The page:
Antipsychotics: There is a possible increased risk of cerebrovascular adverse events with the use of antipsychotics. In 2004, the UK Committee on Safety of Medicines advised that ‘risperidone and olanzapine should not be used for the treatment of behavioural symptoms of dementia'. Patients with Lewy body dementia are at increased risk of extrapyramidal side-effects from antipsychotics. These medications may accelerate cognitive decline.

Benzodiazepines: These may help with restlessness and agitation in the short term. But there are a number of disadvantages, including sedation, worsening memory, dizziness and dependency. Review of cognitive function and effectiveness of medication at alleviating the target problems should take place regularly.

Cholinesterase inhibitors: This treatment boosts the transmission of acetylcholine in the brain. A typical improvement is a one- to two-point rise in the score on the mini mental state examination over a period of six months. This compares with an average decline of five to six points over six months in patients not on these drugs. But it is the improvement in social functioning and quality of life that seems more important.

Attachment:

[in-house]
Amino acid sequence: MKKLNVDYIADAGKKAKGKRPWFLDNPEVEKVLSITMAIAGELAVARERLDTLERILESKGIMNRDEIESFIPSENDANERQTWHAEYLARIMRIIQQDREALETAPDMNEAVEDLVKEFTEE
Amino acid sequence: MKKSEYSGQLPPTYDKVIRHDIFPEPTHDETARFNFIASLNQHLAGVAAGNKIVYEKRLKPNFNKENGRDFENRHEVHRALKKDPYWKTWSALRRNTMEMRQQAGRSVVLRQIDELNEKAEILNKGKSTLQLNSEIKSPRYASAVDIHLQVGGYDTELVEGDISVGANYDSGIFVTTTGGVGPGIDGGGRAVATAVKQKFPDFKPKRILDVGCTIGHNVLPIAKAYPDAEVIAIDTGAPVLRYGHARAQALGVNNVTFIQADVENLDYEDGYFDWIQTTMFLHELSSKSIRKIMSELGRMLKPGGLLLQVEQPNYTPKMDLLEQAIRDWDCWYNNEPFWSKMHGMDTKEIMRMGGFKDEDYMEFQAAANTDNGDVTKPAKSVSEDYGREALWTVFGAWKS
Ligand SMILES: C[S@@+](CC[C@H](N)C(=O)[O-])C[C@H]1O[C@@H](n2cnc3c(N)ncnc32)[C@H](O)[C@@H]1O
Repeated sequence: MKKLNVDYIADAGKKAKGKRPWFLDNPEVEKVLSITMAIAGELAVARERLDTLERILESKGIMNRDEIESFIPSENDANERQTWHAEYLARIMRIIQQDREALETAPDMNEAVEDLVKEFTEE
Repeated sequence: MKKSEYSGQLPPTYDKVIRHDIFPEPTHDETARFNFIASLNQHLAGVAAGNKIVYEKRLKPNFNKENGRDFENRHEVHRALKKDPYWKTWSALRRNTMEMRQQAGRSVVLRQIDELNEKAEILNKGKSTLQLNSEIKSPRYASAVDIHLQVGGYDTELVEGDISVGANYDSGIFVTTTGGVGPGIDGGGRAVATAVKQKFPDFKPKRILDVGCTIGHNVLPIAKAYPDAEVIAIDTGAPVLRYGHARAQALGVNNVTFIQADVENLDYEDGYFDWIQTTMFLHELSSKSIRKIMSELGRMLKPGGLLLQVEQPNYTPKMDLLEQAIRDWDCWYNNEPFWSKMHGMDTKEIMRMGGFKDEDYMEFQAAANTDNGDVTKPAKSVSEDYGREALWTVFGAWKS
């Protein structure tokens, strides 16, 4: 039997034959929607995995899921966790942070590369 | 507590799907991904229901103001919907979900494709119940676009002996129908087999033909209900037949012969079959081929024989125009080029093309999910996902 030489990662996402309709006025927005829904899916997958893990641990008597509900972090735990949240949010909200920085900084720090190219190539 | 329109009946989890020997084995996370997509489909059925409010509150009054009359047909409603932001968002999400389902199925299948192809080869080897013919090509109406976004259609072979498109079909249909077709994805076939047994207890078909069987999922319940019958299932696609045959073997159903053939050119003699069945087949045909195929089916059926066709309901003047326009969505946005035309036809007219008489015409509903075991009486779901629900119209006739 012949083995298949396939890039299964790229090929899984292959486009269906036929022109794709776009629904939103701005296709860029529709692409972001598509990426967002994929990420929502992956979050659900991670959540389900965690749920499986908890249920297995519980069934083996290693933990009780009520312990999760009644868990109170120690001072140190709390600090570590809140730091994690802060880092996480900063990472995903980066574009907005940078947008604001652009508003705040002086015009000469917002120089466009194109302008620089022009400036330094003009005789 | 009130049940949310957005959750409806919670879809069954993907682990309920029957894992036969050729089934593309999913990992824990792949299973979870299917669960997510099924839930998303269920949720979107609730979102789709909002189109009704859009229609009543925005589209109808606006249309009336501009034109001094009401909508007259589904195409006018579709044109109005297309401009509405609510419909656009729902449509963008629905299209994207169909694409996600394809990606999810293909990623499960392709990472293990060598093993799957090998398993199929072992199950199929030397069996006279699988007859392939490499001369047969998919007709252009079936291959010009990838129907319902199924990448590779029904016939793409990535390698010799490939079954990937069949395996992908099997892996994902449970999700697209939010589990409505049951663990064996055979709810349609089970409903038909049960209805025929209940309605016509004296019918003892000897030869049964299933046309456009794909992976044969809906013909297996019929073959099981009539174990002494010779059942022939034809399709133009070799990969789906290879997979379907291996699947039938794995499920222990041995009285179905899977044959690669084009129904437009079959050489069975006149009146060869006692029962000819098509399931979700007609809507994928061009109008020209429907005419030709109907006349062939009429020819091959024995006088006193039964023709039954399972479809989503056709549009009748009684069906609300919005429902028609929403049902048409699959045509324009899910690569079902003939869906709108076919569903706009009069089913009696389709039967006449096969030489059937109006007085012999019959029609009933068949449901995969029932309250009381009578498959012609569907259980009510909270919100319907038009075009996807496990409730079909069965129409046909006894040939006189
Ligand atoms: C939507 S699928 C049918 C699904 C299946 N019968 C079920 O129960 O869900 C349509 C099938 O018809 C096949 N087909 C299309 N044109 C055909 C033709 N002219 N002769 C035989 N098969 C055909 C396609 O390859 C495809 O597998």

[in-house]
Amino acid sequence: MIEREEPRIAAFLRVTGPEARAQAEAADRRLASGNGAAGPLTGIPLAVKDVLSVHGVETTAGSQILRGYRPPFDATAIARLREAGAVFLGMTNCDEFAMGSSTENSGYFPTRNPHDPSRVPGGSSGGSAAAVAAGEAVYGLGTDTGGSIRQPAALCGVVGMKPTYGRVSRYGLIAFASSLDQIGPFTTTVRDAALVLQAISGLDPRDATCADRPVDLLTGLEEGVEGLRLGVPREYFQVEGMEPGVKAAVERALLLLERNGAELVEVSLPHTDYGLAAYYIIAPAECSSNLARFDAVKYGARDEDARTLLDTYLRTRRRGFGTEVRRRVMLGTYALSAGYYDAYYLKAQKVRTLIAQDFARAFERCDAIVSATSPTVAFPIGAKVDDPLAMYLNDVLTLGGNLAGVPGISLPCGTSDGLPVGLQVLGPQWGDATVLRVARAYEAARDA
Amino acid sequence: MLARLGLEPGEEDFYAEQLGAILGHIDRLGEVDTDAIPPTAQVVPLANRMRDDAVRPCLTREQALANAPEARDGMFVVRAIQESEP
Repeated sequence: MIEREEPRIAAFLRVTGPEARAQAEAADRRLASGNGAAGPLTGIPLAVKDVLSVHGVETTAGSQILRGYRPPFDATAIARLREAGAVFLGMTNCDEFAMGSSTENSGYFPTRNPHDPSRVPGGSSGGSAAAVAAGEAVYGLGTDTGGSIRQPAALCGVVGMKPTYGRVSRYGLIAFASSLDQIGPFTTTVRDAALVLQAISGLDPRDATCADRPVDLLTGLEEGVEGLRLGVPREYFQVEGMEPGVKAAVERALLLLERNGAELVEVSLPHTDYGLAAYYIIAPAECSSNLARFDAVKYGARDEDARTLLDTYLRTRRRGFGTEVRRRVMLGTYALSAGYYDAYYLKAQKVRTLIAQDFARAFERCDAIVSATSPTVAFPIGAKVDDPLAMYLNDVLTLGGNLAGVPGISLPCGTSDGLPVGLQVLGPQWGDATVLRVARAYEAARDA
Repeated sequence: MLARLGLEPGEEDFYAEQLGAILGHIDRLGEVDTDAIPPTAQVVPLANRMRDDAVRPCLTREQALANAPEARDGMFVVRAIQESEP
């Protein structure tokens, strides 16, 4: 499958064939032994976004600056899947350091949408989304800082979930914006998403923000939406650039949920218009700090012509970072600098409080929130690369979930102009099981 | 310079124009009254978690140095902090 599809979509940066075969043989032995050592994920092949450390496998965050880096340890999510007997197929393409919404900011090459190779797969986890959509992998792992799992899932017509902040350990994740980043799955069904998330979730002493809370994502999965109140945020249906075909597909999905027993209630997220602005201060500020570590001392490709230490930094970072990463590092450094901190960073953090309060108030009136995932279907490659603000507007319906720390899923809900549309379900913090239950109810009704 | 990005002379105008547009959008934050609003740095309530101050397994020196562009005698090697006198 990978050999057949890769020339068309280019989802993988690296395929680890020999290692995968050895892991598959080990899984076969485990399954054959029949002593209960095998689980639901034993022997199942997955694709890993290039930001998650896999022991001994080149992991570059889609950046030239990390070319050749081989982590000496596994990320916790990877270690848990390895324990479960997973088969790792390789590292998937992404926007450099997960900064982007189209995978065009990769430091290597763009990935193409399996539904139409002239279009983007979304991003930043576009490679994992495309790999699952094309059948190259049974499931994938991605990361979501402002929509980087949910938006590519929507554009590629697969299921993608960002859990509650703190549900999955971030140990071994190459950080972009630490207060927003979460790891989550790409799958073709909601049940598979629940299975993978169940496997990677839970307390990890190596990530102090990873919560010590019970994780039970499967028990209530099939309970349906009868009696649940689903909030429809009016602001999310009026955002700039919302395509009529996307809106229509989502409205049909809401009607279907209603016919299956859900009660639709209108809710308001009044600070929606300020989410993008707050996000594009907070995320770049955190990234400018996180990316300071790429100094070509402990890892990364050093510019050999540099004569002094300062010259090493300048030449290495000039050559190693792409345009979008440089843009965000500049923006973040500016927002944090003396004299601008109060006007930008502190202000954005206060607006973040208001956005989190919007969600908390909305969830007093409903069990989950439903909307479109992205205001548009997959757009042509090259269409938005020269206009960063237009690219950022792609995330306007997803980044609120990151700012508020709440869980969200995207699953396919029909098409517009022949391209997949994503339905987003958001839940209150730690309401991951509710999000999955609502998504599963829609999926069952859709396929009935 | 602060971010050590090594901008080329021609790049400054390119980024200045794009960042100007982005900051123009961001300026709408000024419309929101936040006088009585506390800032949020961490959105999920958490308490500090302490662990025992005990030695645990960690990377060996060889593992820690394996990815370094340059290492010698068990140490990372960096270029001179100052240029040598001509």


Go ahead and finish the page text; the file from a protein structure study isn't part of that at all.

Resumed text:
Dr Mark Morris is a GP in Falmouth, Cornwall

This is an extract from Mental Health for Primary Care; a practical guide for non-specialists' Pulse readers can buy it at the special price of £19.95 + P&P (usual price £24.95 + P&P). To claim, visit Radcliffe Publishing's website at and enter the discount code MHPC9 at the checkout (code is case-sensitive). Alternatively, order via 01235 528820 quoting the same code. Offer ends 22 May 2009.

A patient's fluency and education level can influence screening test scores Dementia